His aversion to religion, in the sense usually attached to the term, was of the same kind with that of Lucretius: he regarded it with the feelings due not to a mere mental delusion, but to a great moral evil. He looked upon it as the greatest enemy of morality: first, by setting up factitious excellencies — belief in creeds, devotional feelings, and ceremonies, not connected with the good of human kind — and causing these to be accepted as substitutes for genuine virtue: but above all, by radically vitiating the standard of morals; making it consist in doing the will of a being, on whom it lavishes indeed all the phrases of adulation, but whom in sober truth it depicts as eminently hateful.
— John Stuart Mill on his father
I have never, ever read such an apt and thorough description of my own judgment of religion (as moral evil and great enemy). I came upon this in chapter two of God is not Great by Christohper Hitchens, which, incidentally, I’m reading on my new Sony Reader which is just fabulous. For years I’ve said that paper books won’t have real competition until they come up with a display you can comfortably read in bed and never be interrupted by having to charge a battery. Well, you can and it’s here. You can travel with thousands of books (SD card) and can read about fifteen 500 page books between charges of the battery. It’s about the size and weight of a standard paperback novel. Fabulous. Direct outdoor sunlight just makes the display better, just like the page of a book.
I’ll be blogging more about Hitch’s new book. All indications, so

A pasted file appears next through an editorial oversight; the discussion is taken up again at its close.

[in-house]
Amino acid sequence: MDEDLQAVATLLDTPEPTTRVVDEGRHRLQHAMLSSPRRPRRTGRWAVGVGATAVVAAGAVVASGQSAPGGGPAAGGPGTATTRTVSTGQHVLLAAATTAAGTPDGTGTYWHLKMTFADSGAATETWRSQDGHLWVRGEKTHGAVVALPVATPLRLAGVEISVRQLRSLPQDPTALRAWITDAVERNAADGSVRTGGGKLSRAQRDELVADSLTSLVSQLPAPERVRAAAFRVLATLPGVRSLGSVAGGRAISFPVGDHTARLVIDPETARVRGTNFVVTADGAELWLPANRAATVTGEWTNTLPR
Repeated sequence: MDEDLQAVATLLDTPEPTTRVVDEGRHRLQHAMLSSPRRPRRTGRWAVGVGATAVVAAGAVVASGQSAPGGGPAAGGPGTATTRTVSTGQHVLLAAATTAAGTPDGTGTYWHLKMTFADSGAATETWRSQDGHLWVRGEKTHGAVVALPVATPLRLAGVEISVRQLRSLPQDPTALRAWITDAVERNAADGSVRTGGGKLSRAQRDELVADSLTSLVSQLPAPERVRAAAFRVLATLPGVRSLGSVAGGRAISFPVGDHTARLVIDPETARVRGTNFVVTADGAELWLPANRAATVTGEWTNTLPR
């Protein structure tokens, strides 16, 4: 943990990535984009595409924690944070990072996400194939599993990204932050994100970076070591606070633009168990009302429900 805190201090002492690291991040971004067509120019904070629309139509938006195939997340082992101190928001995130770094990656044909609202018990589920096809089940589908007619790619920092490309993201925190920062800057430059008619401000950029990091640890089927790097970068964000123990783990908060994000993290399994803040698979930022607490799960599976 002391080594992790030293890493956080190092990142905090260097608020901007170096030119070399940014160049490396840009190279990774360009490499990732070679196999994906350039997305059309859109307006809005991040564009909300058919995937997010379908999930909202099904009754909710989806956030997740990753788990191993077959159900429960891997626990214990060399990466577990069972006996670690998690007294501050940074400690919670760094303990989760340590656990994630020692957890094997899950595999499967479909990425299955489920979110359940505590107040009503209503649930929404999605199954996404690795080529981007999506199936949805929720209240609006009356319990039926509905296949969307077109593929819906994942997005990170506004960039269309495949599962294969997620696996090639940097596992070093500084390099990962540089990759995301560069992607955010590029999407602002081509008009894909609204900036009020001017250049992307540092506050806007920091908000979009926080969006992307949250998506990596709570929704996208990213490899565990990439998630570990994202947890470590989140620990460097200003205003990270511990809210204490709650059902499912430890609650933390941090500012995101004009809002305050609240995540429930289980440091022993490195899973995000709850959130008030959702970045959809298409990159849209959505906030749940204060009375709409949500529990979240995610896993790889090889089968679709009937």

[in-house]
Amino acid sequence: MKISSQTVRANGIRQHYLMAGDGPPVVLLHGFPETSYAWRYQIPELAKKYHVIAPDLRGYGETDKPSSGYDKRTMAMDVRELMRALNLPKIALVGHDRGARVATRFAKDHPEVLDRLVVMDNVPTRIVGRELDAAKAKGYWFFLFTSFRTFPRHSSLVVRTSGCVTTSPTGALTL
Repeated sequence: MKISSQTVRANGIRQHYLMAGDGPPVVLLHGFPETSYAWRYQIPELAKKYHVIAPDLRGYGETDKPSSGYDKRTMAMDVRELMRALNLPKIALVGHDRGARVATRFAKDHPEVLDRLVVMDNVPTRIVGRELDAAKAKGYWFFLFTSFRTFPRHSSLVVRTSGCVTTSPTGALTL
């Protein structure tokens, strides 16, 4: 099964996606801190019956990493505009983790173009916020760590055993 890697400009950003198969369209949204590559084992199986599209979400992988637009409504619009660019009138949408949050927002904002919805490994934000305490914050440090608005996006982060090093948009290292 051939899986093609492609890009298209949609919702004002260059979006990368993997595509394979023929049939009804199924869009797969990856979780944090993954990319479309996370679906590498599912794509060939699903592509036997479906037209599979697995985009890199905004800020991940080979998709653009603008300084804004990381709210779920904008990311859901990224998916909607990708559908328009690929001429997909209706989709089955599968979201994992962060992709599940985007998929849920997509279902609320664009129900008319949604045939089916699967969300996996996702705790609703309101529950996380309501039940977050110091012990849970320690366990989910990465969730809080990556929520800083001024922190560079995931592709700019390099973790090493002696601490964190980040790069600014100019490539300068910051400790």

far, are that it’s in a whole different league from the other anti-god
tomes of late. It’s a very slow read: very literary and there’s just a
whole lot of meaning and implication on every page.
Oh, regarding that quote, a quick brush-up on Lucretius reveals:
main purpose of the work was to free men’s minds of superstition and
the fear of death. It achieves this through expounding the
philosophical system of Epicurus,
whom Lucretius apotheosizes. Lucretius identifies superstition with the
notion that the gods/supernatural powers created our world or interfere
with its operations in any way. Fear of such gods is banished by
showing that the operations of the world can be accounted for entirely
in terms of the regular but purposeless motions of tiny atoms and
agglomerations of atoms in interaction in empty space, instead of in
terms of the will of the gods. The fear of death is banished by showing
that death is the dissipation of a being’s material mind, and so, as a
simple ceasing-to-be, death can be neither good nor bad for this being.
The value of life for a being is something that only matters to this
being during its life. Fear of death is a projection of terrors
experienced in life, of pain that only a living (intact) mind can feel.
Lucretius also puts forward the ‘symmetry argument’ against the fear of
death. In it, he says that people who fear the prospect of eternal
non-existence after death should think back to the eternity of
non-existence before their birth, which they probably do not fear.
that he developed these notions some 50 years or more before the birth
of Christ. So: we’re at over two millenniums and counting of getting
stupider and stupider.